• Stage 2 (Individualism and Exchange): At the individualism and exchange stage of moral development, children account for individual points of view and judge actions based on how they serve individual needs. In the Heinz dilemma, children argued that the best course of action was the choice that best served Heinz’s needs. Reciprocity is possible at this point in moral development, but only if it serves one's own interests.

Level 2. Conventional Morality

The next period of moral development is marked by the acceptance of social rules regarding what is good and moral. During this time, adolescents and adults internalize the moral standards they have learned from their role models and from society.

This period also focuses on the acceptance of authority and conforming to the norms of the group. There are two stages at this level of morality:

  • Stage 3 (Developing Good Interpersonal Relationships): Often referred to as the "good boy-good girl" orientation, this stage of the interpersonal relationship of moral development is focused on living up to social expectations and roles. There is an emphasis on conformity, being "nice," and consideration of how choices influence relationships.
  • Stage 4 (Maintaining Social Order): This stage is focused on ensuring that social order is maintained. At this stage of moral development, people begin to consider society as a whole when making judgments. The focus is on maintaining law and order by following the rules, doing one’s duty, and respecting authority.

Level 3. Postconventional Morality

At this level of moral development, people develop an understanding of abstract principles of morality. The two stages at this level are:

  • Stage 5 (Social Contract and Individual Rights): The ideas of a social contract and individual rights cause people in the next stage to begin to account for the differing values, opinions, and beliefs of other people. Rules of law are important for maintaining a society, but members of the society should agree upon these standards.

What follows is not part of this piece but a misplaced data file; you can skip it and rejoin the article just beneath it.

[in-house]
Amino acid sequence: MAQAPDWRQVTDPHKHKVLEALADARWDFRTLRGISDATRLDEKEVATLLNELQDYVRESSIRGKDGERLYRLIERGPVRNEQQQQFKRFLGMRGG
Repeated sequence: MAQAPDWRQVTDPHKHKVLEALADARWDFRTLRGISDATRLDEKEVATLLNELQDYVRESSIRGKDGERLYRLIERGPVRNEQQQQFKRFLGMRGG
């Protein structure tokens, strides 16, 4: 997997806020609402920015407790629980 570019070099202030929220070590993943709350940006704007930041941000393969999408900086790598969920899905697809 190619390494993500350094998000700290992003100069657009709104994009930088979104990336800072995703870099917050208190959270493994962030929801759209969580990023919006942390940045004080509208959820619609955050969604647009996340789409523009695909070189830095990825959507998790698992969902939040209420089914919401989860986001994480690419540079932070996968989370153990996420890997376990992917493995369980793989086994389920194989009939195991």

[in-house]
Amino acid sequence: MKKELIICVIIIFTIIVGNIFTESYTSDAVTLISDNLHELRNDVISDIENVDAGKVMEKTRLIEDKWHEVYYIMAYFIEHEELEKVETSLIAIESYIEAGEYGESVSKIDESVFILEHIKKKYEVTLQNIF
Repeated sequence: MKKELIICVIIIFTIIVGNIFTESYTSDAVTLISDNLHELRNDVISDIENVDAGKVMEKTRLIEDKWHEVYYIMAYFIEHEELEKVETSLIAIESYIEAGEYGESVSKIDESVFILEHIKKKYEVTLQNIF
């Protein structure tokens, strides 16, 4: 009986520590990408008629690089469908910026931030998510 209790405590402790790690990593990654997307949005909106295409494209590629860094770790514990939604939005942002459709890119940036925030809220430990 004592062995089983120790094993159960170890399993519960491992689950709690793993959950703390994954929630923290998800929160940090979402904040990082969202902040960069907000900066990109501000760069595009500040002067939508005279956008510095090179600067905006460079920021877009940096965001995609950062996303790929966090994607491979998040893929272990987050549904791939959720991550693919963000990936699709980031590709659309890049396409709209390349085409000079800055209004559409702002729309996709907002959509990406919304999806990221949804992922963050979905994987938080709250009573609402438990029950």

• Stage 6 (Universal Principles): Kohlberg’s final level of moral reasoning is based on universal ethical principles and abstract reasoning. At this stage, people follow these internalized principles of justice, even if they conflict with laws and rules.

Kohlberg believed that only a relatively small percentage of people ever reach the post-conventional stages (around 10 to 15%). One analysis found that while stages one to four could be seen as universal in populations throughout the world, the fifth and sixth stages were extremely rare in all populations.

Applications for Kohlberg's Theory

Understanding Kohlberg's theory of moral development is important in that it can help parents guide their children as they develop their moral character. Parents with younger children might work on rule obeyance, for instance, whereas they might teach older children about social expectations.

Teachers and other educators can also apply Kohlberg's theory in the classroom, providing additional moral guidance. A kindergarten teacher could help enhance moral development by setting clear rules for the classroom, and the consequences for violating them. This helps kids at stage one of moral development.

A teacher in high school might focus more on the development that occurs in stage three (developing good interpersonal relationships) and stage four (maintaining social order). This could be accomplished by having the students take part in setting the rules to be followed in the classroom, giving them a better idea of the reasoning behind these rules.

Criticisms for Kohlberg's Theory of Moral Development

Kohlberg's theory played an important role in the development of moral psychology. While the theory has been highly influential, aspects of the theory have been critiqued for a number of reasons:

  • Moral reasoning does not equal moral behavior: Kohlberg's theory is concerned with moral thinking, but there is a big difference between knowing what we ought to do versus our actual actions. Moral reasoning, therefore, may not lead to moral behavior.
  • Overemphasizes justice: Critics have pointed out that Kohlberg's theory of moral development overemphasizes the concept of justice when making moral choices. Factors such as compassion, caring, and other interpersonal feelings may play an important part in moral reasoning.
  • Cultural bias: Individualist cultures emphasize personal rights, while collectivist cultures stress the importance of society and community. Eastern, collectivist cultures may have different moral outlooks that Kohlberg's theory does not take into account.